Subject(s)
Antibodies, Monoclonal/immunology , Antibodies, Neutralizing/immunology , COVID-19 Vaccines/immunology , COVID-19/immunology , COVID-19/virology , SARS-CoV-2/genetics , SARS-CoV-2/immunology , Antibodies, Monoclonal/chemistry , Antibodies, Neutralizing/chemistry , Binding Sites , COVID-19/prevention & control , COVID-19 Vaccines/administration & dosage , Cell Line , Host-Pathogen Interactions , Humans , Immune Sera , Models, Molecular , Mutation , Neutralization Tests , Protein Binding , Spike Glycoprotein, Coronavirus/chemistry , Spike Glycoprotein, Coronavirus/genetics , Spike Glycoprotein, Coronavirus/immunology , Structure-Activity Relationship
16.
Sci Rep ; 11(1): 22202, 2021 11 12.
Article in English | MEDLINE | ID: covidwho-1514421

ABSTRACT

SARS-CoV-2 is responsible for COVID-19 pandemic, causing large numbers of cases and deaths. It initiates entry into human cells by binding to the peptidase domain of angiotensin-converting enzyme 2 (ACE2) receptor via its receptor binding domain of S1 subunit of spike protein (SARS-CoV-2-RBD). Employing neutralizing antibodies to prevent binding between SARS-CoV-2-RBD and ACE2 is an effective COVID-19 therapeutic solution. Previous studies found that CC12.3 is a highly potent neutralizing antibody that was isolated from a SARS-CoV-2 infected patient, and its Fab fragment (Fab CC12.3) bound to SARS-CoV-2-RBD with comparable binding affinity to ACE2. To enhance its binding affinity, we employed computational protein design to redesign all CDRs of Fab CC12.3 and molecular dynamics (MD) to validate their predicted binding affinities by the MM-GBSA method. MD results show that the predicted binding affinities of the three best designed Fabs CC12.3 (CC12.3-D02, CC12.3-D05, and CC12.3-D08) are better than those of Fab CC12.3 and ACE2. Additionally, our results suggest that enhanced binding affinities of CC12.3-D02, CC12.3-D05, and CC12.3-D08 are caused by increased SARS-CoV-2-RBD binding interactions of CDRs L1 and L3. This study redesigned neutralizing antibodies with better predicted binding affinities to SARS-CoV-2-RBD than Fab CC12.3 and ACE2. They are promising candidates as neutralizing antibodies against SARS-CoV-2.


Subject(s)
Angiotensin-Converting Enzyme 2/metabolism , Antibodies, Neutralizing/metabolism , COVID-19/metabolism , Immunoglobulin Fab Fragments/metabolism , SARS-CoV-2/metabolism , Spike Glycoprotein, Coronavirus/metabolism , Angiotensin-Converting Enzyme 2/chemistry , Antibodies, Neutralizing/chemistry , Binding Sites , Humans , Immunoglobulin Fab Fragments/chemistry , Molecular Docking Simulation , Molecular Dynamics Simulation , Protein Binding , Protein Domains , SARS-CoV-2/chemistry , Spike Glycoprotein, Coronavirus/chemistry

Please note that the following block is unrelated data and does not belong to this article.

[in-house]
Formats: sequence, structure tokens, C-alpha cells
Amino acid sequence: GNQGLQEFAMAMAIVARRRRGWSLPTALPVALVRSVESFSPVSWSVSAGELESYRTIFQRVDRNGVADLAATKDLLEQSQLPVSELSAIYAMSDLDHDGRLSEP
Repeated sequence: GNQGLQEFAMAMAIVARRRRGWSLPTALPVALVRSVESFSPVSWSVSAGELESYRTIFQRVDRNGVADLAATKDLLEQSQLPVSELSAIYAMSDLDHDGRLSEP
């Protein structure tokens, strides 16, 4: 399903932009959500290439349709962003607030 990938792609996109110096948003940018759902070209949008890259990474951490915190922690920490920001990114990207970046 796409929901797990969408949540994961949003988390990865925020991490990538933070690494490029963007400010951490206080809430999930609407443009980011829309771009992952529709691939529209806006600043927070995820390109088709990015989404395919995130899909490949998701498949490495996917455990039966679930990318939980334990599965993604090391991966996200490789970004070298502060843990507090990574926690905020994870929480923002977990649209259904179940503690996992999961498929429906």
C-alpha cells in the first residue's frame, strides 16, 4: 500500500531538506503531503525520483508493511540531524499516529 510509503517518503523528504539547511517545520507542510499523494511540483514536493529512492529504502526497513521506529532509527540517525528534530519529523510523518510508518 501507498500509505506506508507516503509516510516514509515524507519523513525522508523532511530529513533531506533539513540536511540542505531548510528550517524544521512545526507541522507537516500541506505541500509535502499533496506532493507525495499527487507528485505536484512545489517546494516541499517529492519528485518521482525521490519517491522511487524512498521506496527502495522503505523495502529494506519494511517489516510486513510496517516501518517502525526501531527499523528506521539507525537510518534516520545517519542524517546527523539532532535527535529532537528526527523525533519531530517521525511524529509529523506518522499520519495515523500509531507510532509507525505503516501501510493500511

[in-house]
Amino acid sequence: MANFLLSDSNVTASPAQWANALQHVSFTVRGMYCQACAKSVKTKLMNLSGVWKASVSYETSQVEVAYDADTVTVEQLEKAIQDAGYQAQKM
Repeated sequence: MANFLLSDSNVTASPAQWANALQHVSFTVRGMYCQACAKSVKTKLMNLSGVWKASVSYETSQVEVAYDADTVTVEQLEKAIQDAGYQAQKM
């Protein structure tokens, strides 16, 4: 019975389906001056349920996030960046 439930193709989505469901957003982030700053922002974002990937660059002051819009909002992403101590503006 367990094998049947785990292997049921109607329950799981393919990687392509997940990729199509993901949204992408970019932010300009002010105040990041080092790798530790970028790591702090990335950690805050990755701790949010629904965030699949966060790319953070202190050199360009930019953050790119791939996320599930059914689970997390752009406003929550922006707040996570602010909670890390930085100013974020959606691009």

17.
Proteins ; 90(3): 824-834, 2022 03.
Article in English | MEDLINE | ID: covidwho-1508933

ABSTRACT

The coronavirus disease 2019 (COVID-19) has affected the lives of millions of people around the world. In an effort to develop therapeutic interventions and control the pandemic, scientists have isolated several neutralizing antibodies against SARS-CoV-2 from the vaccinated and convalescent individuals. These antibodies can be explored further to understand SARS-CoV-2 specific antigen-antibody interactions and biophysical parameters related to binding affinity, which can be utilized to engineer more potent antibodies for current and emerging SARS-CoV-2 variants. In the present study, we have analyzed the interface between spike protein of SARS-CoV-2 and neutralizing antibodies in terms of amino acid residue propensity, pair preference, and atomic interaction energy. We observed that Tyr residues containing contacts are highly preferred and energetically favorable at the interface of spike protein-antibody complexes. We have also developed a regression model to relate the experimental binding affinity for antibodies using structural features, which showed a correlation of 0.93. Moreover, several mutations at the spike protein-antibody interface were identified, which may lead to immune escape (epitope residues) and improved affinity (paratope residues) in current/emerging variants. Overall, the work provides insights into spike protein-antibody interactions, structural parameters related to binding affinity and mutational effects on binding affinity change, which can be helpful to develop better therapeutics against COVID-19.


Subject(s)
Antibodies, Neutralizing/immunology , COVID-19/immunology , SARS-CoV-2/immunology , Spike Glycoprotein, Coronavirus/immunology , Antibodies, Neutralizing/chemistry , Binding Sites, Antibody , Epitopes/chemistry , Epitopes/immunology , Humans , Molecular Docking Simulation , SARS-CoV-2/chemistry , Spike Glycoprotein, Coronavirus/chemistry
18.
Theranostics ; 12(1): 1-17, 2022.
Article in English | MEDLINE | ID: covidwho-1512993

ABSTRACT